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Functional characterization of TUSC2 for its role as a novel tumor suppressor for malignant glioma

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Functional characterization of TUSC2 for its role as a novel tumor suppressor for malignant glioma
Arrigo, Austin Brian James
Glioblastoma (GBM) is the most frequently diagnosed brain tumor in adults. Even with the standard-of-care therapy, most GBM patients have an abysmal survival of less than 15 months. Multiple tumor suppressors have been identified as critical factors in controlling gliomagenesis, and GBM growth and progression. Recently, Tumor Suppressor Candidate 2 (TUSC2) has been identified as a critical tumor suppressor lost in GBM. However, the mechanisms that drive TUSC2-mediated tumor suppression in GBM are not well understood. Therefore, the goal of my thesis was to elucidate mechanisms involved in TUSC2-mediated tumor suppression and its role in gliomagenesis.Through a biased approach to identify TUSC2-interacting proteins, we identified ALDH1A3 as a novel TUSC2-interacting protein. We found TUSC2 knockout (TUSC2-KO) to significantly increase overall ALDH activity in GBM, and TUSC2 overexpression had the opposite effect. Furthermore, addition of ALDH1A3 significantly increased ALDH activity in both cell-free and in vitro assays, whereas TUSC2 inhibited ALDH1A3 and nullified these effects. Consistent with the role of ALDH1A3 in RA biosynthesis, TUSC2-KO significantly increased RA synthesis, enhanced RARα nuclear localization, and increased both mRNA and protein expression of downstream RA target genes. Conversely, TUSC2 overexpression had the opposite effect. Furthermore, we observed that TUSC2 loss is correlated with increased ALDH1A3 and RAR activity in GBM patients, and that TUSC2 loss and increased ALDH1A3 or RAR activity was predictive of worse overall patient survival. To investigate the role of TUSC2 in gliomagenesis, we generated a conditional TUSC2-KO transgenic mouse model to induce TUSC2 loss specifically in mouse astrocytes. We successfully generated and maintained a TUSC2-KO mouse colony and confirmed successful loss of TUSC2 in the mouse brain through IVIS imaging and immunohistochemical staining. However, even with TUSC2 loss in mouse astrocytes, we did not see any signs of brain malformation or gliomagenesis. Lastly, since TUSC2 protein has never been investigated for phosphorylation, we investigated TUSC2 phosphorylation and its impact on TUSC2 function in GBM. Through an unbiased approach, we discovered that TUSC2 is phosphorylated at serine 50 (S50). We subsequently identified PKAcβ and PKCα as the TUSC2/S50-phosphorylating kinases. Interestingly, activation of PKAcβ and PKCα significantly increased p-TUSC2/S50 levels and decreased total TUSC2 expression in GBM. Furthermore, phosphorylation of residue S50 significantly reduced TUSC2 protein stability as compared to a phospho-dead TUSC2 mutant, TUSC2/S50A. We discovered that TUSC2/S50 phosphorylation was necessary for NEDD4 binding and subsequent TUSC2 poly-ubiquitination and proteasomal degradation in GBM. Together, these studies conducted in my thesis project provide novel insights into TUSC2 tumor suppressive pathways, the role of TUSC2 loss in gliomagenesis, and TUSC2 phosphorylation and protein stability.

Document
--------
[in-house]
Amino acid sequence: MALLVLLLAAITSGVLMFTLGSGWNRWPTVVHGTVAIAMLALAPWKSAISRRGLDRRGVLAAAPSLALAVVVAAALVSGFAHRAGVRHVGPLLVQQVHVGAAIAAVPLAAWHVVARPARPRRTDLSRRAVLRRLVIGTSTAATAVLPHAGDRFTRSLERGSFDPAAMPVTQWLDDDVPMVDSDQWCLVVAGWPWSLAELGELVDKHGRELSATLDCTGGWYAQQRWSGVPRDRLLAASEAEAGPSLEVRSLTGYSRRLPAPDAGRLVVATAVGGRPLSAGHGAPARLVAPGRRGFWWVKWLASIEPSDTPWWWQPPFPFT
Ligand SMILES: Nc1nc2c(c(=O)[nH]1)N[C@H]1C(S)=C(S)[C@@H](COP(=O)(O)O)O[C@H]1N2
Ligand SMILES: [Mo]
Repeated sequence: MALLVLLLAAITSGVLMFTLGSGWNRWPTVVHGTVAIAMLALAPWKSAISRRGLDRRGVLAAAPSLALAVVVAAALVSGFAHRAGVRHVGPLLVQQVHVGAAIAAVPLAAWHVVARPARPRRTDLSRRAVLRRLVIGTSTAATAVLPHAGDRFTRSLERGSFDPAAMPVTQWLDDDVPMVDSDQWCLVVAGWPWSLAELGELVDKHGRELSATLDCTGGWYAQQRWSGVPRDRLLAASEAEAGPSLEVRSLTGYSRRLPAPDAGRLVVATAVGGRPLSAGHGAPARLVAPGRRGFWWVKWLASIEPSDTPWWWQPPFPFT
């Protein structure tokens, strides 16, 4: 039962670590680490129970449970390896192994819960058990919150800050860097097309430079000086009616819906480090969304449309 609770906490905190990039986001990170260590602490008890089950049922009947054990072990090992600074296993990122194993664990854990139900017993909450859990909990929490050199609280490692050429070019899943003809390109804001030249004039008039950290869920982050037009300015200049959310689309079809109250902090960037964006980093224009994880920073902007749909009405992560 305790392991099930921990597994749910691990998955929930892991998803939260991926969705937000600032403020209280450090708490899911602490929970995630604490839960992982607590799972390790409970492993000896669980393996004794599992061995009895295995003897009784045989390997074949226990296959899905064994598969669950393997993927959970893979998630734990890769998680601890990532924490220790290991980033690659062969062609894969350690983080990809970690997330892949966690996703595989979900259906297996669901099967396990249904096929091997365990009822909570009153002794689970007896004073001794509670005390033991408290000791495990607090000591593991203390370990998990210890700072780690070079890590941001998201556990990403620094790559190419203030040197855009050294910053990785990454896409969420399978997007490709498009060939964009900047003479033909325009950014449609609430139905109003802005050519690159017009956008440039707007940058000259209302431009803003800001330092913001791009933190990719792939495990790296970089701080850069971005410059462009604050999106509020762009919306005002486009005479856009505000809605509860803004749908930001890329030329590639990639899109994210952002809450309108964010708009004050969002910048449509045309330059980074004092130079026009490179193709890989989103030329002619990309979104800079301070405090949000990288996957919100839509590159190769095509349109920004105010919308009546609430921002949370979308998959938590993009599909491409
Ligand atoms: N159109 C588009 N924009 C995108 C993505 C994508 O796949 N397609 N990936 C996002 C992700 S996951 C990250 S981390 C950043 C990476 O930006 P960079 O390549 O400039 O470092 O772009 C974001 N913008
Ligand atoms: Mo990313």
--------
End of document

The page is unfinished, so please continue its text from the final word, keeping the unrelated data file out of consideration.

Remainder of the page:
Glioma Stem Cells
Proteasomal Degradation
Retinoic Acid
Lo, Hui-Wen (advisor)
Debinksi, Waldemar (committee member)
Ornelles, David (committee member)
Said, Neveen (committee member)
Singh, Ravi (committee member)
2024-02-13T09:36:12Z (accessioned)
2024 (issued)
Cancer Biology (discipline)
2026-02-12 (terms)
2026-02-12 (liftdate)
http://hdl.handle.net/10339/102917 (uri)
en (iso)
Wake Forest University

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